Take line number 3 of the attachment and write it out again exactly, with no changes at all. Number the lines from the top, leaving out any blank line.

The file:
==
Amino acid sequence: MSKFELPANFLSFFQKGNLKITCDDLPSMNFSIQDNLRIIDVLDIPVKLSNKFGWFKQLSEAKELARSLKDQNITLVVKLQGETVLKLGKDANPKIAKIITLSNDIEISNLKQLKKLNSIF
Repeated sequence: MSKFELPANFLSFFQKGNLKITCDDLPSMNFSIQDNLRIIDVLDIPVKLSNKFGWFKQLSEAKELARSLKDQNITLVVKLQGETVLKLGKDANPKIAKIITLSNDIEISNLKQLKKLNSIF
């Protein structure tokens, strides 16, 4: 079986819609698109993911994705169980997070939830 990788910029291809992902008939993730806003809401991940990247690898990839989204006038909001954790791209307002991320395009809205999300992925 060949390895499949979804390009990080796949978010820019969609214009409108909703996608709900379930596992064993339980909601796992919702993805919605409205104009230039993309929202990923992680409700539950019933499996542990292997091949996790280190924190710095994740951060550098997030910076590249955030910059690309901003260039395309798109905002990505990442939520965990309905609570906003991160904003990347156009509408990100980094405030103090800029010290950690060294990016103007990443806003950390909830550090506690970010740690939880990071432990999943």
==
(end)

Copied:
């Protein structure tokens, strides 16, 4: 079986819609698109993911994705169980997070939830 990788910029291809992902008939993730806003809401991940990247690898990839989204006038909001954790791209307002991320395009809205999300992925 060949390895499949979804390009990080796949978010820019969609214009409108909703996608709900379930596992064993339980909601796992919702993805919605409205104009230039993309929202990923992680409700539950019933499996542990292997091949996790280190924190710095994740951060550098997030910076590249955030910059690309901003260039395309798109905002990505990442939520965990309905609570906003991160904003990347156009509408990100980094405030103090800029010290950690060294990016103007990443806003950390909830550090506690970010740690939880990071432990999943």